Ferry Safety

3.26 p.m.

Lord Clinton-Davis asked Her Majesty's Government:

    Whether they consider that their proposals to enhance ferry safety, complemented by the decisions made by the Council of Transport Ministers on 22nd November 1994, are sufficient.

Viscount Goschen: My Lords, we place a very high priority on ferry safety. We welcome, therefore, the resolution of the Council of Transport Ministers on 22nd November, and the decision of the Secretary General of the International Maritime Organisation to set up a

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review of ferry safety. We shall take account of the results of that work, of the findings of the official inquiry into the loss of the "Estonia", and of our on-going programmes of research and inspections, in deciding what further measures may be needed to ensure that ferries serving our ports continue to meet sufficiently high standards.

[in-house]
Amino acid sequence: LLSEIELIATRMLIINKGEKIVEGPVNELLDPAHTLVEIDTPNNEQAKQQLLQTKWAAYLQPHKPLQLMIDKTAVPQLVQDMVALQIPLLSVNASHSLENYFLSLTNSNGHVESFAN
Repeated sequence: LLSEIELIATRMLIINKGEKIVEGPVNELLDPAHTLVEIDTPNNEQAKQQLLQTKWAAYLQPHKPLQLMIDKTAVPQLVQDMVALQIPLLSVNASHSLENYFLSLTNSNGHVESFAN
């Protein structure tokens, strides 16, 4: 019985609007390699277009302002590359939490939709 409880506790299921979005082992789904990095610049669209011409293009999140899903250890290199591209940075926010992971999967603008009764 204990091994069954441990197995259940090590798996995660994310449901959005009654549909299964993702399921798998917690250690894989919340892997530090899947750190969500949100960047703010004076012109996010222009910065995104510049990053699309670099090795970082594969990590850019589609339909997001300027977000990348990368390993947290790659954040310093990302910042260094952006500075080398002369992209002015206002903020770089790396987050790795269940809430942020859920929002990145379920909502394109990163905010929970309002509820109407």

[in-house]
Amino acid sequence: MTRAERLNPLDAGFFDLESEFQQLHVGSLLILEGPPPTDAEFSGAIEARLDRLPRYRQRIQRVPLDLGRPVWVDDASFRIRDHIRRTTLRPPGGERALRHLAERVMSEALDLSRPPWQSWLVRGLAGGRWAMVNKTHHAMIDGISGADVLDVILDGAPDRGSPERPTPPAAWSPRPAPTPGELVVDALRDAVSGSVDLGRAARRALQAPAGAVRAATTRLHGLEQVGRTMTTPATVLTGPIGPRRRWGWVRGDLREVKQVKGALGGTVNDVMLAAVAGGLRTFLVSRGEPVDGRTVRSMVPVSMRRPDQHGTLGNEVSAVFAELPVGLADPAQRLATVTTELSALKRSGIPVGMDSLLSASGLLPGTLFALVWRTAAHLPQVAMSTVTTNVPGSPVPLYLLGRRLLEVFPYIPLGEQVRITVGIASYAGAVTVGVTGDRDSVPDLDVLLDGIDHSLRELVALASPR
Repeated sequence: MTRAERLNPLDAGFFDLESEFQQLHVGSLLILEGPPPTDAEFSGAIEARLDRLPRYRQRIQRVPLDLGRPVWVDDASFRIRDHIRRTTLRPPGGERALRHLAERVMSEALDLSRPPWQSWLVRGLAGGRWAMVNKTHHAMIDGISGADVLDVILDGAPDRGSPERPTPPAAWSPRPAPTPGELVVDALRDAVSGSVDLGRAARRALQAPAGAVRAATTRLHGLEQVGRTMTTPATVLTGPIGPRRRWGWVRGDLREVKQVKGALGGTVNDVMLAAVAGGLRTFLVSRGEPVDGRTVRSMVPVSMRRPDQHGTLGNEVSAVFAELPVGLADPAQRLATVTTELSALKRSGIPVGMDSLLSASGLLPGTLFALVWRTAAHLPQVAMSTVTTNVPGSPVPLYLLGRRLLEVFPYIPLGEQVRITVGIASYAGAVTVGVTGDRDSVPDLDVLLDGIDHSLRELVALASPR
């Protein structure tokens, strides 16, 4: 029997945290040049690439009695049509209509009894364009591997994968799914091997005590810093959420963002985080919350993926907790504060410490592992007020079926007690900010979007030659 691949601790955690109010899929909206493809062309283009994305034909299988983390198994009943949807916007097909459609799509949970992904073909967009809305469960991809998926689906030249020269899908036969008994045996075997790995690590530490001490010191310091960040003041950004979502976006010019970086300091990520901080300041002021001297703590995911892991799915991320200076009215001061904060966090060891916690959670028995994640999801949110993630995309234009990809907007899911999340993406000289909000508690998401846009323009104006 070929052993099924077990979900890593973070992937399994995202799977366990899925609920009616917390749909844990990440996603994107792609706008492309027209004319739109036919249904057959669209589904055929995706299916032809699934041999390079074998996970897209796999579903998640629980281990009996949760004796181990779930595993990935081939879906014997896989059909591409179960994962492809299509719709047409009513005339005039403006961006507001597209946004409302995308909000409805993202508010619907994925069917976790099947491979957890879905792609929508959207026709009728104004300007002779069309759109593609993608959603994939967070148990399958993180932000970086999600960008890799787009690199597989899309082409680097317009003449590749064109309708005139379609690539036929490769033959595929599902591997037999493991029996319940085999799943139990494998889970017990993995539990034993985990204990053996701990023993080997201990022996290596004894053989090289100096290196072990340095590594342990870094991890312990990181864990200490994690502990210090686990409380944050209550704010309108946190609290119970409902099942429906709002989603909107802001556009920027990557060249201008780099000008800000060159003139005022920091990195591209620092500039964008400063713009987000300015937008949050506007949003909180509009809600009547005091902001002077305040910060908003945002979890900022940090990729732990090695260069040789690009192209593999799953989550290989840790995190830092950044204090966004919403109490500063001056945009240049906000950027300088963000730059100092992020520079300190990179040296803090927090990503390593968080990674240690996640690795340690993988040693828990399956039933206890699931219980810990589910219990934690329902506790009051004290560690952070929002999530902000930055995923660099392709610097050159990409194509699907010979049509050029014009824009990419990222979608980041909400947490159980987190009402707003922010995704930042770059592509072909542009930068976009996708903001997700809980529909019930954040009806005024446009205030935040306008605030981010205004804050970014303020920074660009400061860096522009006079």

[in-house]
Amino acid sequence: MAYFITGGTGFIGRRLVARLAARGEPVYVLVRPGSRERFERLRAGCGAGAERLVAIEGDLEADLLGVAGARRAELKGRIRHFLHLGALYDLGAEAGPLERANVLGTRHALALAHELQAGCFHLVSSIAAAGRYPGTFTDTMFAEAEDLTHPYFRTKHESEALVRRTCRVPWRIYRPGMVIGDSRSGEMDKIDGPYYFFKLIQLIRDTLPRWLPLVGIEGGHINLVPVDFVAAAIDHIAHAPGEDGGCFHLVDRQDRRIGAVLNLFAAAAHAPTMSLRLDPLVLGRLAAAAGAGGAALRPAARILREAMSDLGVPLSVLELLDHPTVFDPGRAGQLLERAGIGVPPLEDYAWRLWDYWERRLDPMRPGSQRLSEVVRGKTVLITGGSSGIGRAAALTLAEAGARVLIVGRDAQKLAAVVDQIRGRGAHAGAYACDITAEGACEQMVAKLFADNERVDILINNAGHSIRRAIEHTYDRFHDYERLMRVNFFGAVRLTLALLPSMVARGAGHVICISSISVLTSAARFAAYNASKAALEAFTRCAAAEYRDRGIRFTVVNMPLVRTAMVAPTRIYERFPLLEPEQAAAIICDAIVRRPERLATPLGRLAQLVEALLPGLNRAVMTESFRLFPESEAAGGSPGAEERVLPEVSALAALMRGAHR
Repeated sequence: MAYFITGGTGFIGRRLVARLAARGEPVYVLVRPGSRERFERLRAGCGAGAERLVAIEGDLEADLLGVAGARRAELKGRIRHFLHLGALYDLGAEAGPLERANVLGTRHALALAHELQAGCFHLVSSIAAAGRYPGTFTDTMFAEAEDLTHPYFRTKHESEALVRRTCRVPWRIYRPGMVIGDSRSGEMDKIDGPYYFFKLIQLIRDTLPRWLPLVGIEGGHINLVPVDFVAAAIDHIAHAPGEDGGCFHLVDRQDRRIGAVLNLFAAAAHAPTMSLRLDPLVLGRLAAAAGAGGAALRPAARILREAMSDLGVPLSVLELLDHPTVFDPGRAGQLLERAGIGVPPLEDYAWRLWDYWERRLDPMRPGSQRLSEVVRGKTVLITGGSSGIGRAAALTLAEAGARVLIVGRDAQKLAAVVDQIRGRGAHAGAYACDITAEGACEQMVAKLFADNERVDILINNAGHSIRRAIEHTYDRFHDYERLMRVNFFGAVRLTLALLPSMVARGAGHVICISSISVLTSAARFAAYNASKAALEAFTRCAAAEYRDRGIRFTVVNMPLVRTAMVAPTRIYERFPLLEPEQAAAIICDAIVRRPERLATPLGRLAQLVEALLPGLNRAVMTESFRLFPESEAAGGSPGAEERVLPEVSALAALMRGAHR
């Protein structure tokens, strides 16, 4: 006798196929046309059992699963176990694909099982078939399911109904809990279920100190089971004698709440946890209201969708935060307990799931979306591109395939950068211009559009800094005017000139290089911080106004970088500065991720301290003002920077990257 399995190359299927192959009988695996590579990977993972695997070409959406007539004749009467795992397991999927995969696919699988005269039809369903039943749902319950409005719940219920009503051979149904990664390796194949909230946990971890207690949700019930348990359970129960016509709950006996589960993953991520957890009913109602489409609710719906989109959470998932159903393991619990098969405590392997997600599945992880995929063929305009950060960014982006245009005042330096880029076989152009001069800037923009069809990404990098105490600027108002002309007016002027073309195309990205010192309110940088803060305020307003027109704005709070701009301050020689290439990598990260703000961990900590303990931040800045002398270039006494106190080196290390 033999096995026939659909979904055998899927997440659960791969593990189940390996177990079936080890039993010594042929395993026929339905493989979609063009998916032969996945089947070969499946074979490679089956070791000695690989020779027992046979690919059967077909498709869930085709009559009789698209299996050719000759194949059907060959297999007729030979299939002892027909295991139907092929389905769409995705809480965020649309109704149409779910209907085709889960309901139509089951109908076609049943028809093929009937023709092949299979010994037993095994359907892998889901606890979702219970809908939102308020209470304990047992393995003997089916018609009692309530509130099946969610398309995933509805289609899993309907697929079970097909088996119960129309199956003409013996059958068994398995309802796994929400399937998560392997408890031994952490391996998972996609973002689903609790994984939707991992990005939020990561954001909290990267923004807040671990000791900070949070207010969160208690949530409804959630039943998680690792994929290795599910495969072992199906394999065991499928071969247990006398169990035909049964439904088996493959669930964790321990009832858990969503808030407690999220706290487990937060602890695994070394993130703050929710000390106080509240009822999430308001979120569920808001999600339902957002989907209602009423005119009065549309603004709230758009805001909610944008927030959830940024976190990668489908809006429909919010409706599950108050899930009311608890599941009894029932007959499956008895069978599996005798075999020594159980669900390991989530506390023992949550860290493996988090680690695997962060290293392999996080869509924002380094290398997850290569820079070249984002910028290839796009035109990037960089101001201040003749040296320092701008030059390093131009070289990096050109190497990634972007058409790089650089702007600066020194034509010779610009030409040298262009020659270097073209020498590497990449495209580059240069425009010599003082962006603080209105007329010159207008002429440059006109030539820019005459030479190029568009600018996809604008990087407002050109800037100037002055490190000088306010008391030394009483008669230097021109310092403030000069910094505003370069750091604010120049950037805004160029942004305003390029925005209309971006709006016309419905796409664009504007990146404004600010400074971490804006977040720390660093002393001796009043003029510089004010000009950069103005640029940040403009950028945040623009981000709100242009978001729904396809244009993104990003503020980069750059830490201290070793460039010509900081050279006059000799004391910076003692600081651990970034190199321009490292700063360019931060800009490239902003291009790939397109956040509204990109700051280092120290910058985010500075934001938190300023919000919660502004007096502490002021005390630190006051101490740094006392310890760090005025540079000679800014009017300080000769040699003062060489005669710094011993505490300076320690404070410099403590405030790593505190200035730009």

Lord Clinton-Davis: My Lords, I thank the Minister for that reply. Will he be instructing his officials at the IMO to urge that seafarers' representatives be included on the panel of experts which is to be set up by the IMO, and that the terms of reference include investigation into excessive hours which masters and officers are forced frequently to work at the expense of safety?

Viscount Goschen: My Lords, we have always made it our policy to consult fully the unions and other bodies representing seafarers. We have also made it our policy to take fully into account the human elements which the noble Lord highlighted involved in any possible tragedy.